A long-awaited green light from the National Credit Union Administration will open the door for additional banking services for hemp growers and retailers. NCUA says its' policy will be revised and updated once the U.S. Department of Agriculture finalizes forthcoming hemp regulations and guidelines. Credit unions will be able to provide the customary range of financial services for business accounts, including loans, to hemp businesses within their fields of membership. “Lawful hemp businesses provide exciting new opportunities for rural communities,” NCUA Chairman Rodney Hood said. “I believe today’s interim guidance keeps with the mission of the nation’s cooperative credit system to serve people who have been overlooked and under-served. Many credit unions have a long and successful history of providing services to the agriculture sector. My expectation is that credit unions will thoughtfully consider whether they are able to safely and properly serve lawfully operating hemp-related businesses within their fields of membership.”
Two middle-sized--but highly respected-- CBD makers are merging. South Carolina's Palmetto Harmony will join forces with R.E. Botanicals, of Boulder. R.E. was founded by John Roulac, who previously founded the major California-based hemp products company, NUTIVA. Palmetto CEO Janel Ralph said "John's kind of a legend in the hemp space," noting the two met a "Victory for Hemp" party to celebrate passage of the 2018 Farm Bill. The new company will retain the "Palmetto Synergistic" ownership structure, and will market products under the RE Botanicals brand. “This will give us the ability to get products onto more retail shelves, which is why we chose to partner with them,” said Ralph, who will manage hemp growing from South Carolina.
Sales taxes for legal California cannabis sales continued to show slow takeup rates, with the latest quarter (ending July 31) showing cannabis excise tax generating $74.2 million in revenue reported, with the cultivation tax generated $22.6 million. Sales tax from cannabis businesses totaled $47.4 million in reported revenue for the same period. The new sales taxes continue to hint at a cannabis industry which is more than 70 percent gray or black market in the state. -- Elsewhere is California, AB-266, to allow the legal sales of CBD in food, drinks and cosmetics, is expected to be heard in a State Senate committee August 30. Other pending states with a similar provision allowing the legal combination of CBD into food and drinks are Nevada, Pennsylvania and Connecticut.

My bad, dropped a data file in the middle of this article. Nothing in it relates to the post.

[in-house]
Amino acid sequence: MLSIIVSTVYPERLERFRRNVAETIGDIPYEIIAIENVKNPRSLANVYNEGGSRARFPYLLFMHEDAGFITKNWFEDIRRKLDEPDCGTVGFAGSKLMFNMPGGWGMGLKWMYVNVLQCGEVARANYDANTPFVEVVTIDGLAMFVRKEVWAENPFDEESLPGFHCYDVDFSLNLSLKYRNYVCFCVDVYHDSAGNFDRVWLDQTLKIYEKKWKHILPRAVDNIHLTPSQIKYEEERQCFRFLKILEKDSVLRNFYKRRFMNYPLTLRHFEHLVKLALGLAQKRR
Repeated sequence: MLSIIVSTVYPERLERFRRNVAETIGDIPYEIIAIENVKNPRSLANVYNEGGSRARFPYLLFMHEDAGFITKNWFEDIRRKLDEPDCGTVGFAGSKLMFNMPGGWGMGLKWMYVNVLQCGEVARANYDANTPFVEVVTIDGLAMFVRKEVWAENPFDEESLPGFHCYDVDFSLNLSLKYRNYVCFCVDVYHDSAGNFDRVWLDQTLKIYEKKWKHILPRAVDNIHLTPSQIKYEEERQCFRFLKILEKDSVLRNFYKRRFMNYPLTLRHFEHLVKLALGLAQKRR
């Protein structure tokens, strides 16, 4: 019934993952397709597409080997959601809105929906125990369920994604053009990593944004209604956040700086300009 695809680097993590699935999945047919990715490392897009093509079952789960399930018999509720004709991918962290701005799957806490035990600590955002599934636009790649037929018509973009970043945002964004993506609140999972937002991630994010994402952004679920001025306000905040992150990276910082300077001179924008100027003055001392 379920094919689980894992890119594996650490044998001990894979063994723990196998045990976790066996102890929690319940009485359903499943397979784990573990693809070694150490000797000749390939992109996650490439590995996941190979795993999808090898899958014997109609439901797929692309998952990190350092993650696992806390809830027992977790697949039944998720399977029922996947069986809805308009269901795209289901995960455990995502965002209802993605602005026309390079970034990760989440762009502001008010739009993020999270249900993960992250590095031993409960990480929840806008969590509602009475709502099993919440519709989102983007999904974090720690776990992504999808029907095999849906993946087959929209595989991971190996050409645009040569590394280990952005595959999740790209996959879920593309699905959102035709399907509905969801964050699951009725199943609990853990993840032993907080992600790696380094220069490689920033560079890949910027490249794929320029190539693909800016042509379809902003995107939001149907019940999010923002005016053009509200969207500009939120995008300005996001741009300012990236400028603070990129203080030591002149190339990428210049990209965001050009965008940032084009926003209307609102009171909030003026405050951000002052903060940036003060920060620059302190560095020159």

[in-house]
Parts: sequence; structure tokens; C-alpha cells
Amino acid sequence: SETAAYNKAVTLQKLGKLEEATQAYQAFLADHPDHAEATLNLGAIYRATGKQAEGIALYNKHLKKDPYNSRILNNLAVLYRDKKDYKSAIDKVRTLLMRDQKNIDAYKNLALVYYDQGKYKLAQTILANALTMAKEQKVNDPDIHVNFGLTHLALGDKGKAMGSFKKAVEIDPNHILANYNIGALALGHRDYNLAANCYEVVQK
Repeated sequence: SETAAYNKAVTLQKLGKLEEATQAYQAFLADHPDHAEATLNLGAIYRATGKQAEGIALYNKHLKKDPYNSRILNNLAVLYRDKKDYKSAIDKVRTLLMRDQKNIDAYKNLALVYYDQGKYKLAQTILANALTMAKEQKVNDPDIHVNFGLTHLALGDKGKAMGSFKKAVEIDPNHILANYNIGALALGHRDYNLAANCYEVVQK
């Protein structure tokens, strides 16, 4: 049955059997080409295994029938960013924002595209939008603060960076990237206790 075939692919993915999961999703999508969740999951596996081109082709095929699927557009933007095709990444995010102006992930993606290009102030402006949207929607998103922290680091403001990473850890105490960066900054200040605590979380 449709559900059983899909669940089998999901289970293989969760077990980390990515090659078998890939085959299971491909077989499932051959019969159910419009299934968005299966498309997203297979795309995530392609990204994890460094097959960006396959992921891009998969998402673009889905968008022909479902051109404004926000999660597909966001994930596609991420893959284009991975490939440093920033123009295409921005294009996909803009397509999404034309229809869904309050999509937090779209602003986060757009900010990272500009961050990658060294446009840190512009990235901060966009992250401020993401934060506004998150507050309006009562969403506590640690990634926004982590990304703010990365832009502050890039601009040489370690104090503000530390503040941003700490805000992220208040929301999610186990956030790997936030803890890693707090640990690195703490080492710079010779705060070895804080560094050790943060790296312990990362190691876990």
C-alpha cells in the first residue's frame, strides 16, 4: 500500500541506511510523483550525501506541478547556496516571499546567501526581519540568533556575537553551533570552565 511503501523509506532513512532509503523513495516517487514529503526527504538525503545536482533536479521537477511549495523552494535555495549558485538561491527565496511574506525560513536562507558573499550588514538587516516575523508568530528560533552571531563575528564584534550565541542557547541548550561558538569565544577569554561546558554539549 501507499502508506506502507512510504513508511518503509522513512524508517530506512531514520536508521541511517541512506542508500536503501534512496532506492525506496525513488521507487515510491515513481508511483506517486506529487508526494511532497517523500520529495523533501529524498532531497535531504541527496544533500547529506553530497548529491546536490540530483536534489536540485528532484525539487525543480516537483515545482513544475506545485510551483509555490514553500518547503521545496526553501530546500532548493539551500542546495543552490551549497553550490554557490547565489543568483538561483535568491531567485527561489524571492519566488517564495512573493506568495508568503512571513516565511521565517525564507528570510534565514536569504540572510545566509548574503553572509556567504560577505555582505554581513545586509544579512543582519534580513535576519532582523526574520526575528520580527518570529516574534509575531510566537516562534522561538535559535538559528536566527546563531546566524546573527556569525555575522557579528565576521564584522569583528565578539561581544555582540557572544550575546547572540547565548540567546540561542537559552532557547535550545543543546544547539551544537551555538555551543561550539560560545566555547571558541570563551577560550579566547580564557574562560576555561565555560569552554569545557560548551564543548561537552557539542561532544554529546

Link-of-The-Week: A new study highlights to problem of federal MJ illegality actually contributing to consumer health risks-- not from the use of cannabis, but from the inability for federal agencies to set safety rules. The study states “States have had to determine on their own how to protect millions of cannabis users, and they have come up with widely varying responses,” often resulting in "an uncertain and occasionally incoherent regulatory landscape.” Read "Cannabis Contaminants: Regulating Solvents, Microbes, and Metals in Legal Weed" at the Environmental Health Perspectives' link
The state of Utah began their medical MJ program last year with plans to only allow cannabis from state-run dispensaries, and 8 licensed growers. Now, with concerns about state liability and the federal government, the state legislature has introduced a bill to allow private sector licensing of MMJ stores. Additionally, Utah Gov. Gary Herbert is calling a special session to deal with cannabis issues. Herbert previously called upon the federal government to take marijuana off the CSA's most restrictive schedule one designation.